Tag Archive | advice

Getting lost in the story (reflective) – why reading can make us better people

young man sitting on top of bookshelves reading a book

You’ve probably heard readers say things like “Reading that book was like being in that world myself” or

“I was so wrapped up in the story that I lost track of time” or

“That’s the last book in the series?
I want to know more about those characters!”

In the very best sort of books, we lose sight of ourselves, our surroundings, our own troubles, as we immerse ourselves in someone else’s world and struggles and victories. It can be a realistic book or the highest fantasy, a short story or a tome as thick as your leg – if the story and characters feel real to us, then we are transported away from our own existence without moving at all.

A recent research study also showed that reading a compelling story can also improve our own behavior and attitudes, even after our reading is done! “Feeling the emotions, thoughts, beliefs and internal responses of one of the characters as if they were their own,” also known as “experience-taking” was studied by Ohio State University researchers in several reading experiments with college students.

OSU assistant professor Lisa Libby noted the difference between  experience-taking and perspective-taking, which is more like looking through a window at someone else’s situation. “Experience-taking is much more immersive — you’ve replaced yourself with the other,” she said. With the right story, readers don’t feel like they are manipulated into being inside the character’s head. “Experience-taking can be very powerful because people don’t even realize it is happening to them. It is an unconscious process,” Libby said.

As you choose to read books with characters who are different from you, you’re giving yourself more ways become a more empathic person, more understanding of differences, more able to see other viewpoints than your own.

And what about reading books filled with people much like you? Then you have opportunities to “try on” their reactions to situations you may not have faced, to take their experiences and learn from them – without having to live through the troubles, trials, and joys yourself.

Here’s to “getting lost in a good book” and to finding our better selves along the way!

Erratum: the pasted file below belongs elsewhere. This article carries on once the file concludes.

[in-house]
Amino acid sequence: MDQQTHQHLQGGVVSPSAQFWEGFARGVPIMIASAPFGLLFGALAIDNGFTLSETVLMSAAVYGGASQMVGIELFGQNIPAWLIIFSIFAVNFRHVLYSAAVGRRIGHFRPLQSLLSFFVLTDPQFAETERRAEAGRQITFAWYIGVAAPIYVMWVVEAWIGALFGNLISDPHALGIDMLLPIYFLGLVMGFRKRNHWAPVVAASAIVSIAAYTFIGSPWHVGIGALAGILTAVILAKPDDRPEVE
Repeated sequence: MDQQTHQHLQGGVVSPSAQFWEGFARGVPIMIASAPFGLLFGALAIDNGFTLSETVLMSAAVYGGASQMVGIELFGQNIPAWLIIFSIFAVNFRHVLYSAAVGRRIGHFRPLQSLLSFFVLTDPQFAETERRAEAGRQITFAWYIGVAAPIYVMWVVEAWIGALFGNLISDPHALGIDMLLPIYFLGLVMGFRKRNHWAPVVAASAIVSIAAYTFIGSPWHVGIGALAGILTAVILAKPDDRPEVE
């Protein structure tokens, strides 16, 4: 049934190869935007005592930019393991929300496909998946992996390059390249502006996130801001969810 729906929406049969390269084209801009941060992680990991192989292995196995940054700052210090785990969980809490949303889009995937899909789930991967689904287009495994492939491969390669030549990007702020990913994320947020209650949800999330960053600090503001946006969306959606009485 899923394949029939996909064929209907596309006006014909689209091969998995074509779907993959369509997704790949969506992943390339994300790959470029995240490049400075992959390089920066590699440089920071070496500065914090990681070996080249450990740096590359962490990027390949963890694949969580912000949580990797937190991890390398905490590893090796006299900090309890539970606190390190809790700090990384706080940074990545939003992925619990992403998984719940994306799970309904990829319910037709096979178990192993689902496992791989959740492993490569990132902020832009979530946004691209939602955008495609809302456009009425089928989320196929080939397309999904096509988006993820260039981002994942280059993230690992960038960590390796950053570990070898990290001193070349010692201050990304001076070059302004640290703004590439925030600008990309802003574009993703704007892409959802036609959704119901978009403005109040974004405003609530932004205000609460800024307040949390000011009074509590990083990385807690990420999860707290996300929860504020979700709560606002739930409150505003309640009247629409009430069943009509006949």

Ohio State University (2012, May 7). ‘Losing yourself’ in a fictional character can affect your real life. ScienceDaily. Retrieved May 19, 2012, from http://www.sciencedaily.com­ /releases/2012/05/120507131948.htm

Photo of man sitting on bookshelves reading a book: (c) Microsoft Office clipart.

Ask Elizabeth, by Elizabeth Berkley (book review) – advice on love, life, friends

book cover of Ask Elizabeth by Elizabeth Berkley published by GP PutnamGather up 30,000 teen girls in small group workshops all over the country.

Give each one a journal where she can write any question about relationships, worries, fears, dreams.

Throw all the anonymous questions into a pile and start discussing them.

Talk together. And talk some more. Bring in some advice from experts, but mainly allow the young women in each group to help one another deal with things.

Lay out everything – the good, the sad, the difficult – and share it with others to help them learn and hope and grow strong in this widely available book.

Elizabeth gives advice that matters, like action plans for learning to accept your imperfections, helping a friend who is hurting, and getting to a peaceful place when you and parents argue.

The book discusses the positive signs that you’re in a good romantic relationship, the healing steps for dealing with grief, and ways to discover your life-dream and keep growing as a person.

You’ll be glad that Ask Elizabeth is a nice, flexy paperback as it’s jammed in backpacks, passed from locker to locker, and shared again and again with friends. The Ask-Elizabeth website continues the conversations begun in the book.

Yes, this is the Elizabeth who starred in Saved by the Bell as a teen actress and has gone on to act in movies and television as an adult. Her passion for helping young women grow up with accurate answers and encouragement led her to start the nonprofit Ask-Elizabeth project in 2006.

Do you have any questions for Ask Elizabeth?

Book info: Ask Elizabeth: Real Answers to Everything You Secretly Wanted to Ask About Love, Friends, Your Body…and Life in General / Elizabeth Berkley. G.P. Putnam’s Sons/ Penguin, 2011. [author’s website] [publisher site] [book trailer] Review copy and cover image courtesy of the publisher.

My Book Talk: Every teen girl has questions about love, life, and herself – but who can you turn to for honest advice? It’s time to “Ask Elizabeth” and get answers you can trust.

How do you know if you have a real friend that cares about you?”
My parents are getting a divorce and I don’t know what to do…”
How do you get a guy (or gal) to know that you’re alive?”
My parents treat me like a baby! How do I get them to give me more freedom?”
“How do I know if I’m just in a bad mood or if I’m depressed?”

Drawing on the opinions shared by young women in her popular workshops and sharing straightforward information from health and relationship experts, former teen star Elizabeth Berkley presents real questions from teen girls with helpful and realistic answers that aren’t just one-size-fits-all.

The book looks like Elizabeth’s scrapbook, with handwritten notes from teens stuck onto pages with colored duct tape, her typewritten answers, and many photos, found objects, and heartfelt stories connecting all the chapters

Readers can dip into just the chapter that deals with an immediate need for answers or read through Ask Elizabeth from cover to cover as they meet high schoolers from many different situations who share their dreams, concerns, fears, and encouragement to help other teens grow into strong women. (One of 5,000 books recommended on www.abookandahug.com)